Pérez-Forero (2017) aim is to disentangle the dynamics effects due to the unexpected movements in the FFR and the systematic reaction of the Fed after demand and supply shocks. The question is then how is the transmission mechanism of these policies from the US and what are the spillover macroeconomic effects on Latam Economies. The paper focuses on countries that have IT as a monetary policy regime: Chile, Colombia, Mexico, and Peru. The author uses an SVAR model assuming block exogeneity, and sign restrictions to identify the shocks. He identifies the structural monetary policy shocks by imposing sign restrictions. A US interest rate shock produces a medium run nominal depreciation and a positive reaction of the domestic interest rate in Latin American countries, for instance. Moreover, the author speculates that depending on the causes that motivate a raise in US interest rates, the structural effects will differ. As a caveat, results are mixed across different economies and must be taken with caution.

Policy Discussion Table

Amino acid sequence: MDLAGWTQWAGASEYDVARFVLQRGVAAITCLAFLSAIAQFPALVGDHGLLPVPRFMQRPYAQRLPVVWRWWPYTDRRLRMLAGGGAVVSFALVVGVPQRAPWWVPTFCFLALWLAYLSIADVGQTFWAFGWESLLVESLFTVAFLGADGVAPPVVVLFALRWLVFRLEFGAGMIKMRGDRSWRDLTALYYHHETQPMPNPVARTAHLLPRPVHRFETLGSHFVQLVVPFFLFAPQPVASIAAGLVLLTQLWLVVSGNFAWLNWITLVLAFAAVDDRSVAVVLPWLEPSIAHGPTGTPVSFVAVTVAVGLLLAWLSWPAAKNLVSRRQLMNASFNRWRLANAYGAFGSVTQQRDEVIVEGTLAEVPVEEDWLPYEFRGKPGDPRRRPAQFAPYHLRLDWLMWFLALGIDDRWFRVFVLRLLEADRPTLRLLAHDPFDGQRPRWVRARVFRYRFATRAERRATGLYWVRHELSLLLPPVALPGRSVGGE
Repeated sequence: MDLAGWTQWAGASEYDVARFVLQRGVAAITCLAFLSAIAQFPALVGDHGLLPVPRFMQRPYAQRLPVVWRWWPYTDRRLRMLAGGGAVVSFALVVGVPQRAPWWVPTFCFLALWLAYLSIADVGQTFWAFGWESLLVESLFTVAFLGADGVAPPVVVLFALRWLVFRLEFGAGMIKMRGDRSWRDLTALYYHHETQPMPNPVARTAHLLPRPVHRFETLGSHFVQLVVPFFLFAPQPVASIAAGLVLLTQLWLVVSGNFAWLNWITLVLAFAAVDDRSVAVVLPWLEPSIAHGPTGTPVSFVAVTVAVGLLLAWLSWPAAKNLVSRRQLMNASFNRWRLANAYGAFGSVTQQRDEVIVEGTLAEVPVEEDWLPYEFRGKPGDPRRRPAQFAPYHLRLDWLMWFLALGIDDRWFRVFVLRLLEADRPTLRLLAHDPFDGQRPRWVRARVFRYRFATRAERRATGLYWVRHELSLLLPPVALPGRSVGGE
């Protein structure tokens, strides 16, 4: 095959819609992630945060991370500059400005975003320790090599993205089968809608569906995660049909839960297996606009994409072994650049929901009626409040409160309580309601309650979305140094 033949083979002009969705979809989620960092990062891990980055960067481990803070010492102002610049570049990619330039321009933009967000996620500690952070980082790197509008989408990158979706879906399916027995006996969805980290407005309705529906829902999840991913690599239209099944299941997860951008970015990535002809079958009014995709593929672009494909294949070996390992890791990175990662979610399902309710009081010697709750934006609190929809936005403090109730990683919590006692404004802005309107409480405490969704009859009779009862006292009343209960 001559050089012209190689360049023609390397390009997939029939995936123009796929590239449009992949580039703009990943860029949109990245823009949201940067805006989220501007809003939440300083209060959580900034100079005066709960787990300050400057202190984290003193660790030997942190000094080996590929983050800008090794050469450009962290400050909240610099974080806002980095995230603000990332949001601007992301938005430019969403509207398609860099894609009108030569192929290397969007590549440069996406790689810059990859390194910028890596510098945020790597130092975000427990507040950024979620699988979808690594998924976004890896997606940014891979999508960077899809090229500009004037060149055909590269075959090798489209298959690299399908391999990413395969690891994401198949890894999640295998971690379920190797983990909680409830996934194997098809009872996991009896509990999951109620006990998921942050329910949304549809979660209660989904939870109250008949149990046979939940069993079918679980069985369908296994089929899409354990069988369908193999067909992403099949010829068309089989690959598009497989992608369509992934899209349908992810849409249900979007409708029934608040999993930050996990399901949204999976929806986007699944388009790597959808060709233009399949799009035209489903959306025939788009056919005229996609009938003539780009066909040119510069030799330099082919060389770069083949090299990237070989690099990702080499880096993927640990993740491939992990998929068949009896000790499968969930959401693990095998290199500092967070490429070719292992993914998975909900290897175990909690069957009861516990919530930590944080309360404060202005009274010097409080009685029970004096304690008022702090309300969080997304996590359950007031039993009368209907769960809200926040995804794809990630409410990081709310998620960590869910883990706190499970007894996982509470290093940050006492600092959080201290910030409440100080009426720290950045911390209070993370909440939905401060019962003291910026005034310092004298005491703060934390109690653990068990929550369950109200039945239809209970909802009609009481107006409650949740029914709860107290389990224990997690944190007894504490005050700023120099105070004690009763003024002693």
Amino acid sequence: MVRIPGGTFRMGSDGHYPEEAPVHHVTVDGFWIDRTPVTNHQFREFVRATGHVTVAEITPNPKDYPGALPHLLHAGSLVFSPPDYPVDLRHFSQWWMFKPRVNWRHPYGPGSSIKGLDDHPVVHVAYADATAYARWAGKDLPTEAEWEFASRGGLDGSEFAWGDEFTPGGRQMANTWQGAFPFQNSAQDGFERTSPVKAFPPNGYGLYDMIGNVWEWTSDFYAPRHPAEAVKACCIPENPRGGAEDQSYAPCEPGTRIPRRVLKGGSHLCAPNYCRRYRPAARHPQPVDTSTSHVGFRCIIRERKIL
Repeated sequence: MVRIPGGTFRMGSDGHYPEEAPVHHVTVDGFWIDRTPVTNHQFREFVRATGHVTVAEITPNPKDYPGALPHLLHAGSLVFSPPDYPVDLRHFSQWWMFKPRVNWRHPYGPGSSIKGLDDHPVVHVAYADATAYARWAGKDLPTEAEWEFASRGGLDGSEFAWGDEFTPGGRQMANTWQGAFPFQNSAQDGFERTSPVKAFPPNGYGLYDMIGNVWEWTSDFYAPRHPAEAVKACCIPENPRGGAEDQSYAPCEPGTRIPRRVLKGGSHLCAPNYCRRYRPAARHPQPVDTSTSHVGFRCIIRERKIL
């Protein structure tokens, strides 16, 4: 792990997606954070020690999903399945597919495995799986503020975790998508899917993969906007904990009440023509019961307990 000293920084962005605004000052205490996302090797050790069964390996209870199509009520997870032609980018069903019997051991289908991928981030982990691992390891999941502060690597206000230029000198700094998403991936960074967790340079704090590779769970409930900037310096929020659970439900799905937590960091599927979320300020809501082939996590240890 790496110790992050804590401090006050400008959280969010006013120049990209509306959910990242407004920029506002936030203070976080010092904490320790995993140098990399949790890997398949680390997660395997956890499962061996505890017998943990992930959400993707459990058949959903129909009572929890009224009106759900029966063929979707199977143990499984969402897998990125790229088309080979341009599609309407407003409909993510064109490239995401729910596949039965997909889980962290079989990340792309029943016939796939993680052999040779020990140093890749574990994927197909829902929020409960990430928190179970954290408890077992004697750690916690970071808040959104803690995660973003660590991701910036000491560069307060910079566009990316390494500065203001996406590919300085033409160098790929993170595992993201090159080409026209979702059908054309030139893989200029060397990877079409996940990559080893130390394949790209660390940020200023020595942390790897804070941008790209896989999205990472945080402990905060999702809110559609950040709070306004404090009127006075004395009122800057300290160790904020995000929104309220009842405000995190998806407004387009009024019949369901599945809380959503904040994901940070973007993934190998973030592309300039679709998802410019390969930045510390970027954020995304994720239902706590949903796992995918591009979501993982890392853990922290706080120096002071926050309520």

Armas (2019) explains key points on Peru’s macroeconomic policy framework, examining how it typically faces external shocks. It has the following key elements: inflation targeting, a free-floating exchange rate regime, a solid fiscal position, and sound bank regulation and supervision. However, he argues that the traditional framework might not be sufficient to deal with severe financial risks. Two prominent cases in which that is the case are as follows. First, substantial currency mismatches created by unhedged local or external loans in foreign currency; second, exposures to foreign currency liquidity risks, particularly so in dollarized financial systems. Thus, he underscores the need of complementing with non-conventional instruments. The bank’s monetary framework is an extended inflation targeting regime that is geared to mitigate financial risks associated with dollarization. Two factors are of keen interest. The fact that the Peruvian economy is highly dollarized and the relevance of credit cycles. Thus, he explains, the need of additional tools to mitigate risks. He underscores three tools. First, the central bank uses sterilized FX intervention to build international reserves for precautionary purposes and to mitigate the exchange rate volatility. Second, the authorities might increase the reserve requirements on foreign exchange liabilities with the objective of limiting risks. Third, there might be reserve requirements in domestic and foreign currency, to smooth credit cycles. He explains that in Peru the cyclical use of reserve requirements has contributed to reducing financial risks that associated with credit cycles.